If you’re looking into DBA certification, you’ve got to decide with which product to certify. Which DBA certification is most marketable? Which best fits you? How do the vendors’ certification requirements vary, and what are the costs and the time involved?
This article compares the DBA certifications for the three products that dominate the commercial DBMS market: Oracle, DB2, and SQL Server. The goal of this comparison is to give you some vendor-neutral information to orient you and launch you successfully on your certification quest.
If you see your career mated to a particular product, you’ll likely want to certify with that product. Or, maybe you’ll want to expand your skillset by certifying with some other database.
One point to consider carefully in today’s tight job market is which DBA certification is most marketable. Get on some of the DBA job boards (monster.com, dice.com, justoraclejobs.com, justsqlserverjobs.com, and justdb2jobs.com) and see if the want ads specify DBA certification. I’ve found that some Oracle ads do, but few DB2 or SQL Server ads do. From this perspective, the DBA certification from Oracle appears to be the most generally marketable. But depending on the job and the company, having that DB2 or SQL Server certification on your reésumé just might be the credential that squeezes you past non-certified candidates.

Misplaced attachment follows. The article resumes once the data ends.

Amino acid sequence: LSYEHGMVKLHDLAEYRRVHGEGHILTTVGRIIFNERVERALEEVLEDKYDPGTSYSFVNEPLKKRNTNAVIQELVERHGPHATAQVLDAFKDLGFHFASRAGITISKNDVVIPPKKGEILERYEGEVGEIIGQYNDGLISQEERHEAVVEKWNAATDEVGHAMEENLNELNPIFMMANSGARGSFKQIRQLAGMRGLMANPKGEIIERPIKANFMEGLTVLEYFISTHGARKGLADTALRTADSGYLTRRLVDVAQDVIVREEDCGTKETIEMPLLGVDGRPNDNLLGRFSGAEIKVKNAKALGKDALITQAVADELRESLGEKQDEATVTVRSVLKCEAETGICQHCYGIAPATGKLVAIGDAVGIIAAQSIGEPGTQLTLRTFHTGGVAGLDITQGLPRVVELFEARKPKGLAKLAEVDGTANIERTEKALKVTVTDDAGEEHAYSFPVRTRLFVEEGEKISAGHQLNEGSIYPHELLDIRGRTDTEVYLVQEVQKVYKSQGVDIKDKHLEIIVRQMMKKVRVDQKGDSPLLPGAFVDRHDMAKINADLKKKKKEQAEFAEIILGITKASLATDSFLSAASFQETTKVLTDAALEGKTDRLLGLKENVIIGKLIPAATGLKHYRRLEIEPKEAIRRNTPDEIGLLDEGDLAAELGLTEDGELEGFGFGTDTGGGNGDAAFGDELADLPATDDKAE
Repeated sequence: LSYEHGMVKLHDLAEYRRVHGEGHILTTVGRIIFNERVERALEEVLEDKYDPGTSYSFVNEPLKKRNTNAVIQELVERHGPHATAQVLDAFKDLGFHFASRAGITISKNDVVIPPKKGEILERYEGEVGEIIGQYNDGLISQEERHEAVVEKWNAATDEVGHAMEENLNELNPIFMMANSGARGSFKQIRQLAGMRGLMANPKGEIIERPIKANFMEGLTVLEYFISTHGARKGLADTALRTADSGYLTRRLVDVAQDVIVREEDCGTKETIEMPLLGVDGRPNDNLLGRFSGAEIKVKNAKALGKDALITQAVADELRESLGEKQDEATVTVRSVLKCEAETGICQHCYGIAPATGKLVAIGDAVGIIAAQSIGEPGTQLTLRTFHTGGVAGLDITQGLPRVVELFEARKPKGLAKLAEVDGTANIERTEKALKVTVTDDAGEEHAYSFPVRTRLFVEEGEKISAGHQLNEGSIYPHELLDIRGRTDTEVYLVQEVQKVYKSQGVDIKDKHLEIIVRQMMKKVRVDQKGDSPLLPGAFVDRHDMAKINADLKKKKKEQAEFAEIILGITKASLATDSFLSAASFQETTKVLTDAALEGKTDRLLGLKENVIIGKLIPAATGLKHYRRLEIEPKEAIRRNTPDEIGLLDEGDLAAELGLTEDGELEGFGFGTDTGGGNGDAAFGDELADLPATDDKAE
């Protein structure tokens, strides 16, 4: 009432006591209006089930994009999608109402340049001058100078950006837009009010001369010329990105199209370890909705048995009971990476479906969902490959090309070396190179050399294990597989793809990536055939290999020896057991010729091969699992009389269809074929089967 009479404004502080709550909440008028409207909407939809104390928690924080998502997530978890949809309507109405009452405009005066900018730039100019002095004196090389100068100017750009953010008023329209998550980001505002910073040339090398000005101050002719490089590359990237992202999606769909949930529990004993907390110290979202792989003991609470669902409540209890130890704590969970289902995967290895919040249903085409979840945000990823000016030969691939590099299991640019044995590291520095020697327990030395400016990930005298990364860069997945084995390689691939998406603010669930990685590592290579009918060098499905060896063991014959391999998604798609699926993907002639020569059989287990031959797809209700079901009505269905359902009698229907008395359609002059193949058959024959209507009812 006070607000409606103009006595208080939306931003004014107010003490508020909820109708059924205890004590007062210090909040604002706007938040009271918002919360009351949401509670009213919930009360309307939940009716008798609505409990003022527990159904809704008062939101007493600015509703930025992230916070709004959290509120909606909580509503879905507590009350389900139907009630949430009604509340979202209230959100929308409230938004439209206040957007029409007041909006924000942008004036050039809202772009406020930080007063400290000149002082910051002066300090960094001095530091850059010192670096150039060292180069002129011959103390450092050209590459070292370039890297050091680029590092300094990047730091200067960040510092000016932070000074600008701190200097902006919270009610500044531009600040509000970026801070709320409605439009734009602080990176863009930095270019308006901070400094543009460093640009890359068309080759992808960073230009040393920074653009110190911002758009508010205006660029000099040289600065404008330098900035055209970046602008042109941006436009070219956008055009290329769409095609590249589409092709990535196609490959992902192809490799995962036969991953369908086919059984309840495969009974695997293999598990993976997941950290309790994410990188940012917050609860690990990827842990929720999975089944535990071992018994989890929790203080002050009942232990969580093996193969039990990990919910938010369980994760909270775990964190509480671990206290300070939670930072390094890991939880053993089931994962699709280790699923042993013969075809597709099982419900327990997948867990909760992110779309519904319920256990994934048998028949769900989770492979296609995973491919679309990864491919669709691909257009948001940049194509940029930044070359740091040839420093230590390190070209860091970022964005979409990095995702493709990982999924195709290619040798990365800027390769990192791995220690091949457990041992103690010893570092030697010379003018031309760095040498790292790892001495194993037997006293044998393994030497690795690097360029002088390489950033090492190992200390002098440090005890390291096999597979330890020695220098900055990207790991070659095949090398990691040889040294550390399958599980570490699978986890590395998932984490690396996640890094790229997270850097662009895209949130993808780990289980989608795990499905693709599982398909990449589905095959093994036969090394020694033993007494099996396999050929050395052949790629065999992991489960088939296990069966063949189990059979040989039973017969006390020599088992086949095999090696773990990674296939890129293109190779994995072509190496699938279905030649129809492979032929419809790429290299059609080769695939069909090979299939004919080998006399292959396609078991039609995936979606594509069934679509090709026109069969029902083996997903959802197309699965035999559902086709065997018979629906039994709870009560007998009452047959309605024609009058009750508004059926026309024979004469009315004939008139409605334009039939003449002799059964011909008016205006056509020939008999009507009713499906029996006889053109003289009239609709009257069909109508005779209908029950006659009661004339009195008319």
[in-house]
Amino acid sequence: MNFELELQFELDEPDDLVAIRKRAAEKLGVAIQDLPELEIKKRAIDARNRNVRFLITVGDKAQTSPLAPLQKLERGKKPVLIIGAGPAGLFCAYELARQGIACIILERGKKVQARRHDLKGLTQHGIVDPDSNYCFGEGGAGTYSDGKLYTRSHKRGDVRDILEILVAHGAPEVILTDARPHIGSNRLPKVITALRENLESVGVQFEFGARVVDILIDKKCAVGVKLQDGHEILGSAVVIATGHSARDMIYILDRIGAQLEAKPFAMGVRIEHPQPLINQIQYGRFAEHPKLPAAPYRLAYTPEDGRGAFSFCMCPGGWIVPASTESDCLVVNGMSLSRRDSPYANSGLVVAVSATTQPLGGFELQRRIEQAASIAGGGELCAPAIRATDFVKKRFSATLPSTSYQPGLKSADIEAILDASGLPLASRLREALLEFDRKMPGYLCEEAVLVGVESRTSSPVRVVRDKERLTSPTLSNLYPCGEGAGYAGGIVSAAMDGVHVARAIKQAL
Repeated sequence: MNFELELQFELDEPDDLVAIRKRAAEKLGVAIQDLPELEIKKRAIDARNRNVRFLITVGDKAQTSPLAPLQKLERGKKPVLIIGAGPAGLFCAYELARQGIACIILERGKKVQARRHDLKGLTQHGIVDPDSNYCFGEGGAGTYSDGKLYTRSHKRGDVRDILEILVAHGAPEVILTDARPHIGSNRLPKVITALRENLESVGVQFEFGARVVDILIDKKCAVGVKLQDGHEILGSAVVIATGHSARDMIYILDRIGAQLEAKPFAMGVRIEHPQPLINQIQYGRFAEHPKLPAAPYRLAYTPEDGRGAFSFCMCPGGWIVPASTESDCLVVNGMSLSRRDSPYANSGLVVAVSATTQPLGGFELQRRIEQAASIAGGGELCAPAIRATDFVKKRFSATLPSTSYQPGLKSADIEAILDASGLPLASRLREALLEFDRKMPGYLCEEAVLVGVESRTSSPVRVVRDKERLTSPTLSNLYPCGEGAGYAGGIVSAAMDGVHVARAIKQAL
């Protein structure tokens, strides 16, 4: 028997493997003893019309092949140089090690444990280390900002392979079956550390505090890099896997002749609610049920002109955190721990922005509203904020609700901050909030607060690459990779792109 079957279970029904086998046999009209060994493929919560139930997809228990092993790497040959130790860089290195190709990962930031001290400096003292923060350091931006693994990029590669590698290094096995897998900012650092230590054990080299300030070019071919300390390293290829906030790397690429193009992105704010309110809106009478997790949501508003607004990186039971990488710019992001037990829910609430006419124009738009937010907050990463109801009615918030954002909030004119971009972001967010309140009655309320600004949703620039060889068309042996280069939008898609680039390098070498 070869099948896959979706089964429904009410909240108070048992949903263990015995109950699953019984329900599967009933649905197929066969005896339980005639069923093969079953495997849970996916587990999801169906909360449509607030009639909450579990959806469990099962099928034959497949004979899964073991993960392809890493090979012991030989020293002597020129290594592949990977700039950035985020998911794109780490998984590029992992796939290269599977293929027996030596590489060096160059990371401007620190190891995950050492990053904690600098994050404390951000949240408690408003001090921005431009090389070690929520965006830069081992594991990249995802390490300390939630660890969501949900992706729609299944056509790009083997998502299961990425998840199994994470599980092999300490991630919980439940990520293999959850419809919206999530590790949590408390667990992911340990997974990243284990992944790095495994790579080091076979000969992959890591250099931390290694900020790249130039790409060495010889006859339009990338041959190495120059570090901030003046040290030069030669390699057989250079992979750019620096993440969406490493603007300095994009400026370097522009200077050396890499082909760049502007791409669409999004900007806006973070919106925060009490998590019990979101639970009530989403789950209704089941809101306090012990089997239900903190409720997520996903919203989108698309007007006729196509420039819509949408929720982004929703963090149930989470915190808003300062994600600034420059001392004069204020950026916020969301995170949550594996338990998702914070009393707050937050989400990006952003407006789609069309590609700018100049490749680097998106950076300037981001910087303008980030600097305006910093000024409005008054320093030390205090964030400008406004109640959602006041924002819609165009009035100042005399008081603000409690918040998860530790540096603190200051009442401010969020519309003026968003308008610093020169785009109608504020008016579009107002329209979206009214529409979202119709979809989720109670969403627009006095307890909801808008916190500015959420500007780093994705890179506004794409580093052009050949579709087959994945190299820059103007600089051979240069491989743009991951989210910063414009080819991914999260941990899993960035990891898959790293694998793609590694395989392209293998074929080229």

You’ve also got to consider marketability in terms of the platform(s) with which you work. DB2 totally dominates on mainframes and the IBM iSeries™ (formerly the AS/400). It has a strong presence on UNIXs and Linuxes and runs on all significant platforms. SQL Server dominates on Windows Servers, but does not run anywhere else. If you see yourself as a “Windows professional,” it should be your choice. But if you view yourself as a “professional DBA,” SQL Server’s Windows-only restriction limits its value. Oracle has the most balanced presence of the “big three” vendors across all platforms, and it leads market share across all forms of UNIX. Oracle comes in a strong second to SQL Server on Windows. Oracle has traditionally been the most marketable DBA certification.
The Linux platform presents a question-mark. Linux has the greatest growth rate of any operating system, but because of that rapid growth its database market share is up for grabs. Both DB2 and Oracle have good Linux presence and are actively being promoted.
What all this tells us is that different DBA certifications may best suit different people, depending on their goals, where they work, and where they want to work. But there’s much more to selecting the right DBA certification than looking at market share. Let’s briefly describe each of the DBA certification programs and what’s involved in getting certified.
Comparing Certification Requirements
You agree to a vendor’s terms when you certify with their product. Vendors reserve the right to change these terms at any time (in practice, vendors adjust their programs about every new database release). Be sure you agree with the vendor’s terms before you embark on the effort to certify! Table 1 shows where to get this information.
Vendor Certification Information
Oracle http://www.oracle.com/education/certification or www.oracle.co